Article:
Stream Alex Smoke’s New Album and Read the Stories Behind Its Techno-Pop Songs

Alex Smoke


“The human voice is the ultimate transducer of emotion,” Alex Smoke explained in the lead-up to his looming R&S LP, Love Over Will. “I feel it, I sing it; the listener hears it, the listener feels it. Even the slightest vocal can carry a heavy emotional current.”

That explains why the Glasgow producer shed the staticky melodies of his Wraetlic side project for more straightforward readings, exposing the sociopolitical verses bubbling just beneath the surface. In the following exclusive, Smoke unveils his entire third album right alongside a complete track-by-track commentary that covers everything from pre-historical seaways to Edward Snowden…

The music started off with beats but I decided to cull them at the last minute and it eased the whole thing out and made it less frantic. I’m not even sure why I’m adding beats sometimes as it’s pure habit, but I am finally getting better at not working out of habit. I especially like the shitty lo-res electric piano sound but I can’t remember what synth it’s from. I often save patches I like as channel presets but hardly ever go back to them which is probably a waste, but I like making new ones. The lyrics of this relate to the illusion of certainty that knowledge provides. The easy answers of materialism, in its wider sense.

This started life as a Wraetlic track and in my mind is pretty straight and poppy, though I have been wrong about these things in the past! In honesty it’s probably my least favorite track on the album, but the beauty of digital is I can remove it when I listen back. The vocal is a stream-of-consciousness that actually nearly makes sense and isn’t so badly recorded as to be unusable, as is often the way with my first rough takes. It is perhaps the only time that a stream-of-consciousness vocal has worked that way. I also made dub version of this and of most of the vocal tracks, which will come with the download of the album.

The oldest track on the album, existing in 30 other versions all the way back to 2012. But I reworked it from the ground up for the album as I was still attached to it. Again for me it’s kind of poppy, but I imagine some might disagree. The main synth use on this one is Aalto.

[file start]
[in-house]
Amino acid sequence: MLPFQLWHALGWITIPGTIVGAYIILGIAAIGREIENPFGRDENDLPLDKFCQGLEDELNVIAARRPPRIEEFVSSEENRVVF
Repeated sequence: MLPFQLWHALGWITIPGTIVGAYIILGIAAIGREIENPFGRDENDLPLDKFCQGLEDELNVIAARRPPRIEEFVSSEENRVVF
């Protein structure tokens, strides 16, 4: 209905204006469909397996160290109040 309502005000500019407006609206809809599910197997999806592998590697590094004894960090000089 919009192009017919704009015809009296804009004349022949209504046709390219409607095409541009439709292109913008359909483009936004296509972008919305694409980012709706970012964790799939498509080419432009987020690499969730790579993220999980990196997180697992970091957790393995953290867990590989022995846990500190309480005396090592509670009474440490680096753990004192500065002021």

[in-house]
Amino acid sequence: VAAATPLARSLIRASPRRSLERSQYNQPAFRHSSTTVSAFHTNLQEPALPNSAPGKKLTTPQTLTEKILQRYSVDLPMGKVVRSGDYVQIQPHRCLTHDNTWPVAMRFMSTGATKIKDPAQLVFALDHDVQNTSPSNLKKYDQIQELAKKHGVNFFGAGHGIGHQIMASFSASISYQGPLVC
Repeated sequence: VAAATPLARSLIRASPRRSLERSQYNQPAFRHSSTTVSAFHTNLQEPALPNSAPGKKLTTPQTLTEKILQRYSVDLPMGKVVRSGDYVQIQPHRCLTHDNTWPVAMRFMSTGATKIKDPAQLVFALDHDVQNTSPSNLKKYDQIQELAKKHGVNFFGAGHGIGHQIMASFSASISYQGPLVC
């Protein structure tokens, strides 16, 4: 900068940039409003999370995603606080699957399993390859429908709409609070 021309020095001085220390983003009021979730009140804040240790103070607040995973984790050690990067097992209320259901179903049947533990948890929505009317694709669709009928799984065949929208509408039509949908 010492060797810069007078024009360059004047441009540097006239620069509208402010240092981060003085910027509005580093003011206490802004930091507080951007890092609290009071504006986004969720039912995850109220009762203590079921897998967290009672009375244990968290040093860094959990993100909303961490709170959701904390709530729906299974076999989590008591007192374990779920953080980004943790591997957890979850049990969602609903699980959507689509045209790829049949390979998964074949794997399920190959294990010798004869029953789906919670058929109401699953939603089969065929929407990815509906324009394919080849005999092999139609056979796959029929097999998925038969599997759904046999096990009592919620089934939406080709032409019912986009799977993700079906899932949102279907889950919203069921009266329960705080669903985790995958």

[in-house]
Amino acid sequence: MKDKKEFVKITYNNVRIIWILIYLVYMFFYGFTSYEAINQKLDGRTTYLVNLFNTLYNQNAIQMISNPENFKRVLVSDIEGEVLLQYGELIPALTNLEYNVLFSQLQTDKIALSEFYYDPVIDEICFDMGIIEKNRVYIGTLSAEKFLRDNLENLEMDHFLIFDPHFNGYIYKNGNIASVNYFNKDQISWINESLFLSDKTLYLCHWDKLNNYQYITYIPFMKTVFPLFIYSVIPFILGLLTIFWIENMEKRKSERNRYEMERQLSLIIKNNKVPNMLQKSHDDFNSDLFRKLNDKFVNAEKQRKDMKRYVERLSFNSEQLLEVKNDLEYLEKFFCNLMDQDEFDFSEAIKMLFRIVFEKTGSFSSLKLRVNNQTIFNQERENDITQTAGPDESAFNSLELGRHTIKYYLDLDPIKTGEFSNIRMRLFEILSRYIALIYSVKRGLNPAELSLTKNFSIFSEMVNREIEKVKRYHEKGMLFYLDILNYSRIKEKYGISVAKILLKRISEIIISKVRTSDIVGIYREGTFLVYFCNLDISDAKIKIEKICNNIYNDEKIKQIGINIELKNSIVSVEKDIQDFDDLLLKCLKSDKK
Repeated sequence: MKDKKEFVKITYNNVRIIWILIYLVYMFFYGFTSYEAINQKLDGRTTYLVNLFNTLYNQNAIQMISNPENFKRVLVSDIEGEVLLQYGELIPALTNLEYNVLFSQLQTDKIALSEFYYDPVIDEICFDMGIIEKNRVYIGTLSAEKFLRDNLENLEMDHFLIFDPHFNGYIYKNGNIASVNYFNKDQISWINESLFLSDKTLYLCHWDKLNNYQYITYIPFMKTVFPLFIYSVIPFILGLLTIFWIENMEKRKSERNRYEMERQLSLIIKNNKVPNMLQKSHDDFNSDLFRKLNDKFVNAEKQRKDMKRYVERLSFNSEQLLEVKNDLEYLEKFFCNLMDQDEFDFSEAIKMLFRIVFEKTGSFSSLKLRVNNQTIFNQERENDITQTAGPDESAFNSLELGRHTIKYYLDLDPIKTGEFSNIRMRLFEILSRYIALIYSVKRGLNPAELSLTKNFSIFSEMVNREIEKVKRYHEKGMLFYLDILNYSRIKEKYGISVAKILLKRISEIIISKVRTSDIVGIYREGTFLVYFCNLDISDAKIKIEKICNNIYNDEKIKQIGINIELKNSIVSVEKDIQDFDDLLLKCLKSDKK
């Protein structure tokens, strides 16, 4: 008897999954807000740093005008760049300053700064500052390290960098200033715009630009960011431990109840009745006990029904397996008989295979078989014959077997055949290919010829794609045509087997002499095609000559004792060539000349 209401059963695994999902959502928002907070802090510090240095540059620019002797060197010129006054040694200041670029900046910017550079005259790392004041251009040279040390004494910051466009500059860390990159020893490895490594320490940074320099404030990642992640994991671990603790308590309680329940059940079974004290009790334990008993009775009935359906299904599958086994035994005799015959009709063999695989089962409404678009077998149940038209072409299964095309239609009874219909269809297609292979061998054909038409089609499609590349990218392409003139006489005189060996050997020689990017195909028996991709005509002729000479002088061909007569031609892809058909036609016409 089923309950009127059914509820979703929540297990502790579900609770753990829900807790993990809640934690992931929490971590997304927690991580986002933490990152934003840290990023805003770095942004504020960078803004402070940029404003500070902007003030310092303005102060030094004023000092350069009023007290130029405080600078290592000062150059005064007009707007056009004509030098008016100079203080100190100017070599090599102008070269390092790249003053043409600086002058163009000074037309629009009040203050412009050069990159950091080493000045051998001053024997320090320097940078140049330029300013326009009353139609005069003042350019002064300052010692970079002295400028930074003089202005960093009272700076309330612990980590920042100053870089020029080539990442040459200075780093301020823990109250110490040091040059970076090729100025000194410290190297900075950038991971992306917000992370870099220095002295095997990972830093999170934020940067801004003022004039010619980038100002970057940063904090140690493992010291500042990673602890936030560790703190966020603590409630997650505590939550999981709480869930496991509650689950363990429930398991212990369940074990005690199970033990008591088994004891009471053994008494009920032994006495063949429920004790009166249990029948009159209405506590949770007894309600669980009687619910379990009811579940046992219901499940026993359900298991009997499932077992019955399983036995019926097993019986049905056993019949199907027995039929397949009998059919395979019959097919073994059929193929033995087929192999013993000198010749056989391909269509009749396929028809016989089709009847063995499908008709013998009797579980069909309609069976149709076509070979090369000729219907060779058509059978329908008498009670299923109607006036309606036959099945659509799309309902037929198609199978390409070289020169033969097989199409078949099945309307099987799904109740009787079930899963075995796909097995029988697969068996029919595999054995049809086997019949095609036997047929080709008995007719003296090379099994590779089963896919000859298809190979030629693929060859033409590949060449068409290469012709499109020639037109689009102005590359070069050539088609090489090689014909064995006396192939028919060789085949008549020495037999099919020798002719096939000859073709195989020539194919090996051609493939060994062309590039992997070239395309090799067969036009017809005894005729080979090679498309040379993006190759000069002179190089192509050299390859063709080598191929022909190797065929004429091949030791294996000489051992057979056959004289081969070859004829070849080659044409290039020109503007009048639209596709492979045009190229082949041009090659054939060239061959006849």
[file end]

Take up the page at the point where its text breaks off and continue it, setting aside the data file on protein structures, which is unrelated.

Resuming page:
Unusual for me in that most of the work I did on this was the drums and getting them right. The original track was written in 2012 as well, when I left London and moved back to Glasgow, and came out pretty much fully formed apart from the drums. I like a track to write itself if possible and that’s what happened here—taking a single session to get the basics down. After that, I took the vocal through Kyma and messed it up and sorted out the drums later. The sustained wee note running from the very start was one of those accidents that happens and is just a repeating 16th that I copied to an empty track, which turned out to have an EXS24 on it that plays a sine by default.

Alex Smoke

This is another track that came together easily. I wrote the first cello part and the weird background thing, before adding the second cello part in a later session. The weird background synth bass is actually Kaivo playing who knows what, mixed in with some noise and a basic kick. I love Kaivo as it sounds completely organic and alive. Very clever software.

This has been with me a while too, and was also penned for a Wraetlic album. The noise and bells are all from Aalto, with some of the background synths having run through Kyma. The vocal is also stream-of-consciousness but I had to write some of it down so it wasn’t so garbled when I sang it back. I can’t remember what the pad sound is but I suspect it’s the Korg Polysix.